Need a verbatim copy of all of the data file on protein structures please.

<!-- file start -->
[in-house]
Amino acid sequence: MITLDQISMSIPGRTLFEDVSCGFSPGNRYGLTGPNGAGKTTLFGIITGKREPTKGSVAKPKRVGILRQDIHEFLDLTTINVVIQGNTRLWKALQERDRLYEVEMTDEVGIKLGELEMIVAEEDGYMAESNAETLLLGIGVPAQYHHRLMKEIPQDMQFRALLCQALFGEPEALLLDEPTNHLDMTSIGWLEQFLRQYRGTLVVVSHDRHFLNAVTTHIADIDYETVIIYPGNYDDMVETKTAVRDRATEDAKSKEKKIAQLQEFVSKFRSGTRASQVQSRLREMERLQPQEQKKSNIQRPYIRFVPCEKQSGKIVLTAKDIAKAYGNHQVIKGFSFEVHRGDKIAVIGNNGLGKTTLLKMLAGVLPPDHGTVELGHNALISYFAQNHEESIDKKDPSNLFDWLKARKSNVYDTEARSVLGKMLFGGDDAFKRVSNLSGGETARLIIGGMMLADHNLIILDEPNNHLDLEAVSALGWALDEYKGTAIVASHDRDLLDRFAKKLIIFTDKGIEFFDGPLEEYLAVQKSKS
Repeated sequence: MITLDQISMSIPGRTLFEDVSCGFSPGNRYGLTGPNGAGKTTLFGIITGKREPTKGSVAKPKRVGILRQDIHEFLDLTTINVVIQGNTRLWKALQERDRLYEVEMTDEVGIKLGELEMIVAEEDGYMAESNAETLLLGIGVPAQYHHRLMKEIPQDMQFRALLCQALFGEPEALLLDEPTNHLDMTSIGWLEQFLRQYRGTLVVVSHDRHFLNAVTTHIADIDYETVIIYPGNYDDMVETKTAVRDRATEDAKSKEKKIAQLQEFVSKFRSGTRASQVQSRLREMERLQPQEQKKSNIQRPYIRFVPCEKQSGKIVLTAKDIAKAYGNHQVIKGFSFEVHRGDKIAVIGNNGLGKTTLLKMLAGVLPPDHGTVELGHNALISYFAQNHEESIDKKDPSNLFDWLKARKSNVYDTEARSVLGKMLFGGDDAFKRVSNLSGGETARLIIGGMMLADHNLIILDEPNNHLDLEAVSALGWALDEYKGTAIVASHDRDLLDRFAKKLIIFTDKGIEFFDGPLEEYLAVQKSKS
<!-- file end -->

[in-house]
Amino acid sequence: MITLDQISMSIPGRTLFEDVSCGFSPGNRYGLTGPNGAGKTTLFGIITGKREPTKGSVAKPKRVGILRQDIHEFLDLTTINVVIQGNTRLWKALQERDRLYEVEMTDEVGIKLGELEMIVAEEDGYMAESNAETLLLGIGVPAQYHHRLMKEIPQDMQFRALLCQALFGEPEALLLDEPTNHLDMTSIGWLEQFLRQYRGTLVVVSHDRHFLNAVTTHIADIDYETVIIYPGNYDDMVETKTAVRDRATEDAKSKEKKIAQLQEFVSKFRSGTRASQVQSRLREMERLQPQEQKKSNIQRPYIRFVPCEKQSGKIVLTAKDIAKAYGNHQVIKGFSFEVHRGDKIAVIGNNGLGKTTLLKMLAGVLPPDHGTVELGHNALISYFAQNHEESIDKKDPSNLFDWLKARKSNVYDTEARSVLGKMLFGGDDAFKRVSNLSGGETARLIIGGMMLADHNLIILDEPNNHLDLEAVSALGWALDEYKGTAIVASHDRDLLDRFAKKLIIFTDKGIEFFDGPLEEYLAVQKSKS
Repeated sequence: MITLDQISMSIPGRTLFEDVSCGFSPGNRYGLTGPNGAGKTTLFGIITGKREPTKGSVAKPKRVGILRQDIHEFLDLTTINVVIQGNTRLWKALQERDRLYEVEMTDEVGIKLGELEMIVAEEDGYMAESNAETLLLGIGVPAQYHHRLMKEIPQDMQFRALLCQALFGEPEALLLDEPTNHLDMTSIGWLEQFLRQYRGTLVVVSHDRHFLNAVTTHIADIDYETVIIYPGNYDDMVETKTAVRDRATEDAKSKEKKIAQLQEFVSKFRSGTRASQVQSRLREMERLQPQEQKKSNIQRPYIRFVPCEKQSGKIVLTAKDIAKAYGNHQVIKGFSFEVHRGDKIAVIGNNGLGKTTLLKMLAGVLPPDHGTVELGHNALISYFAQNHEESIDKKDPSNLFDWLKARKSNVYDTEARSVLGKMLFGGDDAFKRVSNLSGGETARLIIGGMMLADHNLIILDEPNNHLDLEAVSALGWALDEYKGTAIVASHDRDLLDRFAKKLIIFTDKGIEFFDGPLEEYLAVQKSKS